Two years ago, the RAF Pathfinders Archive bought the Deverill Collection to ensure that it would not go into private hands and possibly end up being sold off in separate parts. Since the Archive acquired the Deverill Collection, it has been on loan to the Heritage Centre at RAF Wyton, where it can be seen by the public, by appointment.

The Deverill Collection’s future as part of RAF history, and in particular the history of the Pathfinders and Black Thursday, 16/17 December 1943, is now assured. However, the Archive still has to raise £4,280 – 10% of the purchase price – to settle the remaining balance of the interest-free loans taken out to finance the purchase. Clearing the balance will enable us to look to the future when we may be able to acquire other suitable Pathfinder items. These too will be loaned for display at RAF Wyton, and will enhance the wonderful collection already there.

We are launching an appeal to all our supporters to help us clear the outstanding balance of the Deverill Collection purchase. Please contribute what you can to help us settle the last debts for this outstanding pilot and ‘Knight of the Air’.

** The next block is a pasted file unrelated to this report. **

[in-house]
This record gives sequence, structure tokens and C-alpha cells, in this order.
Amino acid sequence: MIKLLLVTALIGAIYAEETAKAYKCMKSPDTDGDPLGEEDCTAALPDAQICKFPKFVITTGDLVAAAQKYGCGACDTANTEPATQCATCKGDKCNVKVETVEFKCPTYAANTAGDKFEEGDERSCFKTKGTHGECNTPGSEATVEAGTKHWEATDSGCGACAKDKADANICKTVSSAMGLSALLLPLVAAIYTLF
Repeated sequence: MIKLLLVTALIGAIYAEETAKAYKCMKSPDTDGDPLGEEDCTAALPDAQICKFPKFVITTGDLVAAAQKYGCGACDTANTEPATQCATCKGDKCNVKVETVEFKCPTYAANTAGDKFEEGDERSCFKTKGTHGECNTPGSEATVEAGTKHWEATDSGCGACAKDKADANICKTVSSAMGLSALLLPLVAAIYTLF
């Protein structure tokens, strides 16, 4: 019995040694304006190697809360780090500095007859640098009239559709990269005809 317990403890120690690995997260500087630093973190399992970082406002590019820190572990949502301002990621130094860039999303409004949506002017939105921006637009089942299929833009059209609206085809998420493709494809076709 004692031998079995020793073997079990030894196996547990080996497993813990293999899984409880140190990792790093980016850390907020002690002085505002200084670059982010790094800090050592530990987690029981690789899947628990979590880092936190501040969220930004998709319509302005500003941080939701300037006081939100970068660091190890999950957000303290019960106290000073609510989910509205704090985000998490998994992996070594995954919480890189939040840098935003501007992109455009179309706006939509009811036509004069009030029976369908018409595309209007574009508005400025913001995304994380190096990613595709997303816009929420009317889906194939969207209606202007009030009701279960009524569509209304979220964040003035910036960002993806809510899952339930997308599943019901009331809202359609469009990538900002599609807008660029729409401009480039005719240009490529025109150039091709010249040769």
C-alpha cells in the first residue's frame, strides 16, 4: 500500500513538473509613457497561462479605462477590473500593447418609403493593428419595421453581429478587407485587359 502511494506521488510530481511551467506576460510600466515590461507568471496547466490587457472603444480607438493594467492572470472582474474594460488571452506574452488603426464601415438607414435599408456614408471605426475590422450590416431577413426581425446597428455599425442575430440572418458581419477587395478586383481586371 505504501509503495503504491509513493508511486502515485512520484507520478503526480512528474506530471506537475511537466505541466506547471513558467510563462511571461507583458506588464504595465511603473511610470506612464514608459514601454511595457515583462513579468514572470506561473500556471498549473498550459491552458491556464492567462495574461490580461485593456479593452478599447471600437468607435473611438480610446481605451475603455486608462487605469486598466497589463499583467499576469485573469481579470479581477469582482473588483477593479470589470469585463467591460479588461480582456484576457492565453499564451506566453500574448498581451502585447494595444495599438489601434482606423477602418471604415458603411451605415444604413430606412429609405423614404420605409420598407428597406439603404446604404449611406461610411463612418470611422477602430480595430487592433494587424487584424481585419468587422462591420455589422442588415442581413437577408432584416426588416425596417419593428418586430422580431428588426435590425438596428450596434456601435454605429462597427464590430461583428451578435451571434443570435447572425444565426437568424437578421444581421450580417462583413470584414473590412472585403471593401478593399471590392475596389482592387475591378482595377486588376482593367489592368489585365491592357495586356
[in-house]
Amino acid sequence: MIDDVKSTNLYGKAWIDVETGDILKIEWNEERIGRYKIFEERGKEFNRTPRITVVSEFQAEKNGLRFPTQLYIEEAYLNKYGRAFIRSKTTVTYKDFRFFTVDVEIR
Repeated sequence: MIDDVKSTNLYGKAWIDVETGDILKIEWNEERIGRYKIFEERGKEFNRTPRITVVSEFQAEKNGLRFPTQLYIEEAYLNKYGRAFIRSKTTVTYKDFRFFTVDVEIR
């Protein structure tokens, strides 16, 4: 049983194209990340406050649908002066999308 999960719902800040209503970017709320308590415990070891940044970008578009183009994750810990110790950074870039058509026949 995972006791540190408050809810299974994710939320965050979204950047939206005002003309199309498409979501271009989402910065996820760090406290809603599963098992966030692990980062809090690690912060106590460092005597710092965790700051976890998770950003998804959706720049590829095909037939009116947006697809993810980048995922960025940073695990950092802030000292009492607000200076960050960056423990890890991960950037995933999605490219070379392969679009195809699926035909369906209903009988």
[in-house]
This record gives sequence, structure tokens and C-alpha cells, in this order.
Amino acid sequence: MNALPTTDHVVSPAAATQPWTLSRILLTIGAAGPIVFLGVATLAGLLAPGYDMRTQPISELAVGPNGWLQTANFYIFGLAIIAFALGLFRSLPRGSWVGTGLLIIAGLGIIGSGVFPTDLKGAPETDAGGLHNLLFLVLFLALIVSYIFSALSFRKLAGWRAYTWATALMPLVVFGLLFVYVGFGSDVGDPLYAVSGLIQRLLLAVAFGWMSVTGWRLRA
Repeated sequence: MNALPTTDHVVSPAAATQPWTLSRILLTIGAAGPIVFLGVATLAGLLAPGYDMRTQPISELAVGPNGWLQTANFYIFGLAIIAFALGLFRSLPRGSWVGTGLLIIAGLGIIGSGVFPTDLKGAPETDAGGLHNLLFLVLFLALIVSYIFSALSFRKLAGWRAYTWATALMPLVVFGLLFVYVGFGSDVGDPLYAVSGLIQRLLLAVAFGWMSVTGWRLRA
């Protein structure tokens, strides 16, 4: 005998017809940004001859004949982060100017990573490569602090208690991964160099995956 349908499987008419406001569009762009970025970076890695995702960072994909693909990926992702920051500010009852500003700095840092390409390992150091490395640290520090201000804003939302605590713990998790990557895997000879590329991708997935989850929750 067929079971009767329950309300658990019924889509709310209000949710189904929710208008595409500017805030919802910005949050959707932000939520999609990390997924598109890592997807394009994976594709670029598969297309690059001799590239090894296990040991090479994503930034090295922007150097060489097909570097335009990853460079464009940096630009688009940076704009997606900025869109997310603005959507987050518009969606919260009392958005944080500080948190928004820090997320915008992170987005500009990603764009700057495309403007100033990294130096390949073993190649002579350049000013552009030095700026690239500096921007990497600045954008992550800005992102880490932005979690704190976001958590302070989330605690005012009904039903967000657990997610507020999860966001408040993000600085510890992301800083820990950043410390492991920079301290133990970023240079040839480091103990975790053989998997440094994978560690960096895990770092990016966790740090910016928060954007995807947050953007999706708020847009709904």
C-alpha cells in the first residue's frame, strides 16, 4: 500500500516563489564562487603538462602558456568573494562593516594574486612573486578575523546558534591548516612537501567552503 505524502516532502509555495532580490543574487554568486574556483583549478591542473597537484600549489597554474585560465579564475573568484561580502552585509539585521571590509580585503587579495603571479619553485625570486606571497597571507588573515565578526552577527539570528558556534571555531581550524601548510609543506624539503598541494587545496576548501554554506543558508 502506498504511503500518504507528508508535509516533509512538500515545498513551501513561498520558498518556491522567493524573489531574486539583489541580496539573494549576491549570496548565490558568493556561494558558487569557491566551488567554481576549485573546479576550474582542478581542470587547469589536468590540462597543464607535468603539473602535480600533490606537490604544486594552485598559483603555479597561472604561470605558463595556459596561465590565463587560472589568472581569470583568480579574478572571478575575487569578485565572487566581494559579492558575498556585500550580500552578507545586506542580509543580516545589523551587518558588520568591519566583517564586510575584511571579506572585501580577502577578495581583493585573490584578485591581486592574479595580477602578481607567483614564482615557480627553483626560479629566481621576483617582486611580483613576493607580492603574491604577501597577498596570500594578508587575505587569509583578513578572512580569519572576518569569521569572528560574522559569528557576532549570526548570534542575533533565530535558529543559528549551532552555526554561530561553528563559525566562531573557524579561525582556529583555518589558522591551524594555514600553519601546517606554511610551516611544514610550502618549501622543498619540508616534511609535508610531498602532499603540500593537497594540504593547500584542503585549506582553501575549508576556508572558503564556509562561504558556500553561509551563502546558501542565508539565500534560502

DONATE TO THE ARCHIVE

We are giving away a free pair of Black Thursday booklets to anyone who contributes £30 or more.

The Black Thursday booklets

Deverill RH smaller

Above: the new Black Thursday display at RAF Wyton. See this page: The Deverill Collection at RAF Wyton

Robert Butler wins a Goldfish

The Caterpillar Club, for aircrew whose lives had been saved by a silken Irvin parachute, is well-known. Less so is the Goldfish Club, for aircrew whose lives had been saved by an emergency dinghy. Few of the aircrew who ditched in the sea survived, but one of the lucky ones was Robert Butler, who won the badge on 28 February 1942 whilst in training. See: Robert Butler Wins a Goldfish

Condolence Letter from Pathfinder Gunner, 7 Squadron

Working on the post yesterday on the condolence letter to Jespersen’s father reminded me of another condolence letter, this time written on the Pathfinder station at Oakington in December 1943. It concerned a friend, Bob Butler, who was stationed with 97 Squadron at Bourn. The condolence letter was addressed to his mother, Ellen Butler.

O Valiant Hearts